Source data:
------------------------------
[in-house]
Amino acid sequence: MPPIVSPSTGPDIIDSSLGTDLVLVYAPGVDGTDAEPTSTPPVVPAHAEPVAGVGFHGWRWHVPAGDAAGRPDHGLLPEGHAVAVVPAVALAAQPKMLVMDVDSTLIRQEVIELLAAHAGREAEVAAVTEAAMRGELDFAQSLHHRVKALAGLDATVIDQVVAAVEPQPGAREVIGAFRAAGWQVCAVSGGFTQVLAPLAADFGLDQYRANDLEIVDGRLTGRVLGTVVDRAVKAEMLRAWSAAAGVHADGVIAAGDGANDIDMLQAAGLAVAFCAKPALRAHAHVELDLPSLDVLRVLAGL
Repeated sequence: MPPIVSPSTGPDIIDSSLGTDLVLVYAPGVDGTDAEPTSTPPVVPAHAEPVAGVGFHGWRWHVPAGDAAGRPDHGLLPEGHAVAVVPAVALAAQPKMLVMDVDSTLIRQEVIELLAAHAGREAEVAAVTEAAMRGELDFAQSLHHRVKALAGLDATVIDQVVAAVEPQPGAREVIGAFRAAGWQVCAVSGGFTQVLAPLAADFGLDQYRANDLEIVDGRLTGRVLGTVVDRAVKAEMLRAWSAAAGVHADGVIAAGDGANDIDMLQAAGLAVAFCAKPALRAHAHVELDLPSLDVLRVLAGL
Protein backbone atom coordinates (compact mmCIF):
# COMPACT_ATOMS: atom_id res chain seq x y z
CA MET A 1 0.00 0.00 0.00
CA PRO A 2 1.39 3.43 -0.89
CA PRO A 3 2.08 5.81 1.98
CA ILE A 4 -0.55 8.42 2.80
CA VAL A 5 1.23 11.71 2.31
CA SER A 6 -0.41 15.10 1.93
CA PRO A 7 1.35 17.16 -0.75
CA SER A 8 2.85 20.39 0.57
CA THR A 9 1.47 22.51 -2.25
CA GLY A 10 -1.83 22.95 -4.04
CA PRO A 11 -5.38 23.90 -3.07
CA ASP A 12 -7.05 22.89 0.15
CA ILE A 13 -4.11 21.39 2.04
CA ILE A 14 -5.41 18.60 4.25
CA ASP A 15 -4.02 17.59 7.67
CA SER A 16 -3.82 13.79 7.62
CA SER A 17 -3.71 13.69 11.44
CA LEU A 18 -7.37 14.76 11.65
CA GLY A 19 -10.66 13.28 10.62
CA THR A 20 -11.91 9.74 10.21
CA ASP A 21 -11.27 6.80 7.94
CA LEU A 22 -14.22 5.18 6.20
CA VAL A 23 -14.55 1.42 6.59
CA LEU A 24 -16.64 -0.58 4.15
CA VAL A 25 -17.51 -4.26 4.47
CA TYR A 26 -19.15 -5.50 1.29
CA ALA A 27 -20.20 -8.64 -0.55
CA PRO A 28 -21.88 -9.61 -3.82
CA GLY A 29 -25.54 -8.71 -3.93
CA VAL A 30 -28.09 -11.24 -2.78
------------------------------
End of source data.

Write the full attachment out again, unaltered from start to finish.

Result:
[in-house]
Amino acid sequence: MPPIVSPSTGPDIIDSSLGTDLVLVYAPGVDGTDAEPTSTPPVVPAHAEPVAGVGFHGWRWHVPAGDAAGRPDHGLLPEGHAVAVVPAVALAAQPKMLVMDVDSTLIRQEVIELLAAHAGREAEVAAVTEAAMRGELDFAQSLHHRVKALAGLDATVIDQVVAAVEPQPGAREVIGAFRAAGWQVCAVSGGFTQVLAPLAADFGLDQYRANDLEIVDGRLTGRVLGTVVDRAVKAEMLRAWSAAAGVHADGVIAAGDGANDIDMLQAAGLAVAFCAKPALRAHAHVELDLPSLDVLRVLAGL
Repeated sequence: MPPIVSPSTGPDIIDSSLGTDLVLVYAPGVDGTDAEPTSTPPVVPAHAEPVAGVGFHGWRWHVPAGDAAGRPDHGLLPEGHAVAVVPAVALAAQPKMLVMDVDSTLIRQEVIELLAAHAGREAEVAAVTEAAMRGELDFAQSLHHRVKALAGLDATVIDQVVAAVEPQPGAREVIGAFRAAGWQVCAVSGGFTQVLAPLAADFGLDQYRANDLEIVDGRLTGRVLGTVVDRAVKAEMLRAWSAAAGVHADGVIAAGDGANDIDMLQAAGLAVAFCAKPALRAHAHVELDLPSLDVLRVLAGL
Protein backbone atom coordinates (compact mmCIF):
# COMPACT_ATOMS: atom_id res chain seq x y z
CA MET A 1 0.00 0.00 0.00
CA PRO A 2 1.39 3.43 -0.89
CA PRO A 3 2.08 5.81 1.98
CA ILE A 4 -0.55 8.42 2.80
CA VAL A 5 1.23 11.71 2.31
CA SER A 6 -0.41 15.10 1.93
CA PRO A 7 1.35 17.16 -0.75
CA SER A 8 2.85 20.39 0.57
CA THR A 9 1.47 22.51 -2.25
CA GLY A 10 -1.83 22.95 -4.04
CA PRO A 11 -5.38 23.90 -3.07
CA ASP A 12 -7.05 22.89 0.15
CA ILE A 13 -4.11 21.39 2.04
CA ILE A 14 -5.41 18.60 4.25
CA ASP A 15 -4.02 17.59 7.67
CA SER A 16 -3.82 13.79 7.62
CA SER A 17 -3.71 13.69 11.44
CA LEU A 18 -7.37 14.76 11.65
CA GLY A 19 -10.66 13.28 10.62
CA THR A 20 -11.91 9.74 10.21
CA ASP A 21 -11.27 6.80 7.94
CA LEU A 22 -14.22 5.18 6.20
CA VAL A 23 -14.55 1.42 6.59
CA LEU A 24 -16.64 -0.58 4.15
CA VAL A 25 -17.51 -4.26 4.47
CA TYR A 26 -19.15 -5.50 1.29
CA ALA A 27 -20.20 -8.64 -0.55
CA PRO A 28 -21.88 -9.61 -3.82
CA GLY A 29 -25.54 -8.71 -3.93
CA VAL A 30 -28.09 -11.24 -2.78